Once again, we find ourselves in a bad winter for the National Health Service. The NHS has recently announced that ‘all non-urgent operations are to be cancelled this month’, which, whilst not an unusual move for the service, is far short of ideal. In fact, it suggests that the issues surrounding the NHS that have caused similar announcements in the past are showing no signs of abating, and in fact are only getting worse. The Tories blame mismanagement and economic irresponsibility on the part of the NHS bosses for this crisis, whilst Labour blame (or will do so, predictably) any problem with the health service on a lack of funding. As usual, they are both wrong.
On the issue of mismanagement, I must concede that the Tories are not totally wrong. It’s a well-publicised axiom that those who manage the NHS are, in general, not up to the task, and that there are several layers of middle-management that could be totally removed without affecting the outputs. The untruth in this narrative is the assertion that by replacing a few senior managers or sacking the bureaucrats beneath them, we will free-up enough money to properly fund the service and everything will be rosy. Again, with this argument the Tories find themselves falling into Labour’s trap; attributing the NHS’ 21st century crisis to a lack of funding.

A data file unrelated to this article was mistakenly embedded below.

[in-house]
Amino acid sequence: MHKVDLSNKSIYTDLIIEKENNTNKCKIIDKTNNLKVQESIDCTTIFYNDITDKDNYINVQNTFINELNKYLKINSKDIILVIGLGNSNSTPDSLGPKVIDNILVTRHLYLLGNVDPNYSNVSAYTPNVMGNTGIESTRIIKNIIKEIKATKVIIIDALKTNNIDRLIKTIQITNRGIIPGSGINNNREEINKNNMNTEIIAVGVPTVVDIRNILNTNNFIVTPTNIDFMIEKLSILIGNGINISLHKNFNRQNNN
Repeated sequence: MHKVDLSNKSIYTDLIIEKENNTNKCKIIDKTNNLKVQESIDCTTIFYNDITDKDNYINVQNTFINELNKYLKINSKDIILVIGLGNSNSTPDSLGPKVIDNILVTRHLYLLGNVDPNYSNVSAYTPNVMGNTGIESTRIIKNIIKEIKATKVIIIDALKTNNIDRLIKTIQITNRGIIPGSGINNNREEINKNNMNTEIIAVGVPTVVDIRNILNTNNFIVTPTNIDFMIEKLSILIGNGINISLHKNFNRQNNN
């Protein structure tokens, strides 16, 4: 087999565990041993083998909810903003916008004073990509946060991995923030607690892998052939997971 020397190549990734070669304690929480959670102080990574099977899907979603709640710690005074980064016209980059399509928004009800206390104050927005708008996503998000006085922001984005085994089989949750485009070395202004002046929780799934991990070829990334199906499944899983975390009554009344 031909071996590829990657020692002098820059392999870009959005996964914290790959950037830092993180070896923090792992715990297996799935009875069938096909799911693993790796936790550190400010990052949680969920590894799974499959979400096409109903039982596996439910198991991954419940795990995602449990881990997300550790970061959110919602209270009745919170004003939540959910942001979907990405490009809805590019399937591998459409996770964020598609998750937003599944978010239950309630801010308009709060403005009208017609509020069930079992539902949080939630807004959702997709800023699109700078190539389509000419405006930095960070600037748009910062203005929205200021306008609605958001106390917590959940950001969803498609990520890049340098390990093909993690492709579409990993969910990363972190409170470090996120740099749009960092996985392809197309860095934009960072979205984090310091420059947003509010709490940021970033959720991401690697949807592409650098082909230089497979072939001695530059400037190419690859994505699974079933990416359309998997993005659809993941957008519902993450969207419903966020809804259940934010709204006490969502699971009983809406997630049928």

And the Labour Party are essentially peddling the same argument, just in a more overt manner. They cite a lack of funding (from a Tory government) as the root cause of all the problems currently facing the Health Service, and demand that it simply be given more money, which they believe will fix the problem. But again, they’re trying to cure a problem that simply isn’t there. Indeed, NHS spending has increased both numerically and in real terms pretty much every year for the past 20 years. In fact, the current Tory government has spent more in real terms on the NHS than any Labour government since the institution’s inception in 1948. It is simply false to suggest that this very recent crisis has been brought about by ‘Tory cuts’ that, in reality, don’t exist.
Of course, it would be rather too optimistic to expect a post-modern political elite to identify a problem that isn’t money-related. To them, both on the left and right, money is the nostrum for every occasion; decline in educational standards? Throw more money at teachers! A rise in crime? Give more money to impoverished communities! And an NHS crisis? Of course, to them the answer is more money. But more money is not always the right answer. If a system is operating on fundamentally flawed principles, no amount of money can save it in the long run. This is certainly the case with the NHS, for which higher funding would buy nothing but time before its inevitable collapse.
The real problems are of a social nature, and they all centre around demographics. The most obvious, overbearing problem is of course the overpopulation of our island nation, which is now home to upwards of 66 million people – making England the most densely populated nation in all of Europe, with over 400 people per square kilometre. This presents a plethora of issues to the health authorities, as the extra 500,000 people added to the population each year require GP appointments, vaccinations for their children, treatment for existing health problems and emergency care on demand. We simply do not have either the space or human resource to accommodate such numbers.